Strategic Approach To Setting Boundaries & Managing Your Workload (part 2)

“Take a strategic approach to setting boundaries and managing your workload” – this was the advice I gave you in part 1.

To review how this is done, here’s the summarized 4-step approach:

  1. Get clarity on the situation – is it temporary or permanent?
  2. Ask for the support you need – even if it’s just advice or brainstorming.
  3. Communicate the Big Picture to your supervisor and collaborators, involving them if needed.
  4. Before saying “yes” ask yourself if you really have the capacity right now, and have the courage to say “no” if not.

NOTHING TO LOSE BUT YOUR STRESS

In part 2, I’d like to shine a spotlight on the ELEPHANT in our lives: BUSY-NESS.

Elephant EarsAs established in part 1, society tells us that “busy” = important & “stress” = hard work.

With the endless email pings, twitter feeds and contact requests, technology is enabling the myth.

To see some mind-blowing stats on technology’s impact, check out “The Digital Matrix”.

And most of us have bought in to it (including me).

First off, it’s not true. Secondly, it’s pushing you away from a balanced life of happiness to one of a headless chicken with no idea what’s driving it.

Liminal Consulting Ltd hits the nail on the head in “Slow down; you have nothing to lose but your stress”: 

“Something’s got to give. This pace is unsustainable – and it sets up a potentially deeply destructive ideal for (fill in the blank)…”

In light of the increasingly busy situation we find ourselves in circa 2016, I’ve added a 5th step…

Step 5: Recognize Busyness as a Choice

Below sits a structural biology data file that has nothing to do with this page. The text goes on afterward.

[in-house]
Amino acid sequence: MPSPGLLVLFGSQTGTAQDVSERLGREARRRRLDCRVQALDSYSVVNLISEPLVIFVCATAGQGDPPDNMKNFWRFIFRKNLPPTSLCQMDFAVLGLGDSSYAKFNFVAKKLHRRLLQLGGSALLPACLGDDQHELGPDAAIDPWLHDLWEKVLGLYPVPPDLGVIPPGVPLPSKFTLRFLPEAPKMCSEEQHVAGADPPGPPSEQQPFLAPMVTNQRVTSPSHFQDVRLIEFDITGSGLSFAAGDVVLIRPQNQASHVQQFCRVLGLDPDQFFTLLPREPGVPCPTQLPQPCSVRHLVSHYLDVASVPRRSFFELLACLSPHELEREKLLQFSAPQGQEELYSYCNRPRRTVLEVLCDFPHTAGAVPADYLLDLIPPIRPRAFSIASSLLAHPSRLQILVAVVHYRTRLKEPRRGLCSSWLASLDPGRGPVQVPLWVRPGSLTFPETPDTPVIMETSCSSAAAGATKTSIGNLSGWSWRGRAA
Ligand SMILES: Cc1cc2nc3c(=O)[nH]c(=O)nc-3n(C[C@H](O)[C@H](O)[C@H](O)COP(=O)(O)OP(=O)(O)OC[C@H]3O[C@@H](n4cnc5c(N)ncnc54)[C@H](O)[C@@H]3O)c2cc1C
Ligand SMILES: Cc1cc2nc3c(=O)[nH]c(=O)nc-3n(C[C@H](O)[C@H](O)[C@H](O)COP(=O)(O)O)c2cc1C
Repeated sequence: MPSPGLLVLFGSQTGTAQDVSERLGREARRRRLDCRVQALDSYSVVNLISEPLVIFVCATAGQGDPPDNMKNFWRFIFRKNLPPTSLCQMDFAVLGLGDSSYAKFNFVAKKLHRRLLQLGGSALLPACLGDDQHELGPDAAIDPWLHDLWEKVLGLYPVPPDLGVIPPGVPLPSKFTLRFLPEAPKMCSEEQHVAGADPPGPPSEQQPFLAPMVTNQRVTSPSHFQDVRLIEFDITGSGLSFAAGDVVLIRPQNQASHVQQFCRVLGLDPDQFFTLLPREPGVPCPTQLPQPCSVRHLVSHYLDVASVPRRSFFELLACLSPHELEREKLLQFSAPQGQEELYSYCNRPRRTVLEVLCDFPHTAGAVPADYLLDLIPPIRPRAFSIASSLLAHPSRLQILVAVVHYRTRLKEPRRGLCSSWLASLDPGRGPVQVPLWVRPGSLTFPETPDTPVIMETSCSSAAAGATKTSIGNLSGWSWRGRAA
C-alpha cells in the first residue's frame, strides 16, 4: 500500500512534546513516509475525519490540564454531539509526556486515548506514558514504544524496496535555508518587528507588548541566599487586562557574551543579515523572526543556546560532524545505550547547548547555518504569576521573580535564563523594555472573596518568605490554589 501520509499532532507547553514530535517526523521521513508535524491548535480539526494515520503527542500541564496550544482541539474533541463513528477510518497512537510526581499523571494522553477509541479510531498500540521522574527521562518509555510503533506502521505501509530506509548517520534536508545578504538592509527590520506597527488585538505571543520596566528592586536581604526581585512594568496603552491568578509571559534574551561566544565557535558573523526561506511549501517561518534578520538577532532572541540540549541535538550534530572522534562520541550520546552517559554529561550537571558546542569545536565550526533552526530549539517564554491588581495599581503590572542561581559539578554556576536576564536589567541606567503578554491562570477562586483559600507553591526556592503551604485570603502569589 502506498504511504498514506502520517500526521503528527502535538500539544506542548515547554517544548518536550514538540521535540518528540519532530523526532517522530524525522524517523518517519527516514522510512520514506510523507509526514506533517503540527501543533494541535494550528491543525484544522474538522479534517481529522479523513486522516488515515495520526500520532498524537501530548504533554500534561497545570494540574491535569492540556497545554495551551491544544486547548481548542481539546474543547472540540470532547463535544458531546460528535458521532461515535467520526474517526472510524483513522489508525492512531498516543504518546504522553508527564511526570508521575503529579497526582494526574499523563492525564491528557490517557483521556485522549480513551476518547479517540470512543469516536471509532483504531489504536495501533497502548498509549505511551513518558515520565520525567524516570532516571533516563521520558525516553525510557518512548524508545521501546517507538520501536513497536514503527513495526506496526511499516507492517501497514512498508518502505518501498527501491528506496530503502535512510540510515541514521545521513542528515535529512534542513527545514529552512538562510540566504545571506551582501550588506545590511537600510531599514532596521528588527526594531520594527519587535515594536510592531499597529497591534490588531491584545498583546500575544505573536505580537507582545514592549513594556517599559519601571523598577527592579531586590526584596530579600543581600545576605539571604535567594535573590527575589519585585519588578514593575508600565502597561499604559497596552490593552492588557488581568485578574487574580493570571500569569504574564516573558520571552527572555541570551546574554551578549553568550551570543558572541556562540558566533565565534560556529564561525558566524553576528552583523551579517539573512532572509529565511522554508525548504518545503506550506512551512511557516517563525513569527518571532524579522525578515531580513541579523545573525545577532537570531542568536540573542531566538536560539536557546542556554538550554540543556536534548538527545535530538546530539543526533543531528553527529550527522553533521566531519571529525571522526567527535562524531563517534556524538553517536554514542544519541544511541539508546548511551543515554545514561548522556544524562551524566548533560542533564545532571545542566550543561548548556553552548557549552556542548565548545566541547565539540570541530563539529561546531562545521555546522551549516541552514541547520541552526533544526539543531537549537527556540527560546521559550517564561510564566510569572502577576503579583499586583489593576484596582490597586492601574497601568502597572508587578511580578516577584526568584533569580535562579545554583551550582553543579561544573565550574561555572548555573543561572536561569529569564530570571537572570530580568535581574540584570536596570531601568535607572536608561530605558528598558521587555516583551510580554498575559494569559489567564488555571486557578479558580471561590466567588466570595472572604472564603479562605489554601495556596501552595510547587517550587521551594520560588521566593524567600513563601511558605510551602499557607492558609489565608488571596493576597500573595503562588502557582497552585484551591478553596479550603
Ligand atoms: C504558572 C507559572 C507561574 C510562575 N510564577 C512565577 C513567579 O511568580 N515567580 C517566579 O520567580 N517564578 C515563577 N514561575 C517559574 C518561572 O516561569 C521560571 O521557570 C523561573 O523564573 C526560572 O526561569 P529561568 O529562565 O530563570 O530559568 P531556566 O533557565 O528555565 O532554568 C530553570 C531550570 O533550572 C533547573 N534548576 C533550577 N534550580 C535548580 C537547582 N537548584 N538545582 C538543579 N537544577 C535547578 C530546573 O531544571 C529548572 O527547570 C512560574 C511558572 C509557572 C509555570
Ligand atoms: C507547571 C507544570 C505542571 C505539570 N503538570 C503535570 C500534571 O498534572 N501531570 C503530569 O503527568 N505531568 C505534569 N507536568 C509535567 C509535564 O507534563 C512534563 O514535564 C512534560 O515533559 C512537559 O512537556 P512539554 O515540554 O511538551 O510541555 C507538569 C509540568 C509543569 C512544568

According to “Are You Addicted to Doing?”, ‘busyness is modern laziness’.

The busier you are and keep yourself the less you’re confronted with critical questions and issues.

In other words, busyness allows you to avoid uncomfortable questions (Have I chosen the right career? Is this meeting worth missing this family event?)

Sure, everyone has to work, clean, shop, care for family, etc. At times, these personal and professional commitments can feel all-consuming.

However, you usually have the freedom to choose how busy you are.

 

CONCLUSION

The next time you feel super busy, ask yourself:

  1. What’s keeping me busy? And is it worth it (health, family)?
  2. Are there things on my plate I can or should let go?
  3. Am I busy with must-do things or could some them wait?

The key is to reflect on what drives you: Do you need to be seen as perfect or strong or busy? If yes, why?

Saying “no” is not a sign of weakness. Delegating does not mean you’re incapable of doing it yourself.

It simply means you are self-aware enough to know when your plate is full.

Remember, it’s a bad reflection on you if you say “yes” and come back later and have to say “no”. Or worse, you do it “half-assed”. Everybody loses in this scenario.

Think about the leaders you admire. How do they handle busyness? When they say “yes” do they mean it?

From “Slow down (part 2)” here’s the final step in learning to slow down:

“Reclaim the margins – the time and space needed for physical, mental, spiritual and social renewal. Don’t be a slave to technology.”

What tip or idea can you add to mine? Please leave me a  question or comment below about how you handle busyness? 

2 Comments

  • Siegfried Jegels

    Reply Reply April 26, 2016

    Really great article Tim! I agree that we are the masters of our own destiny – and that means we have a responsibility to ourselves and our loved ones to manage the most precious resource we have been given, time, in a responsible and sustainable way. Thank you for the reference to “The Digital Matrix”. PS. In some ways technology can actually make us more effective and less busy, but we all tend go deeper into the rabbithole 😉 Keep up your great writing!

    • Tim Nash

      Reply Reply April 26, 2016

      Thx, Siegfried. Yes, the rabbithole must be avoided. I hope this strategic approach can help with this. Talk soon.

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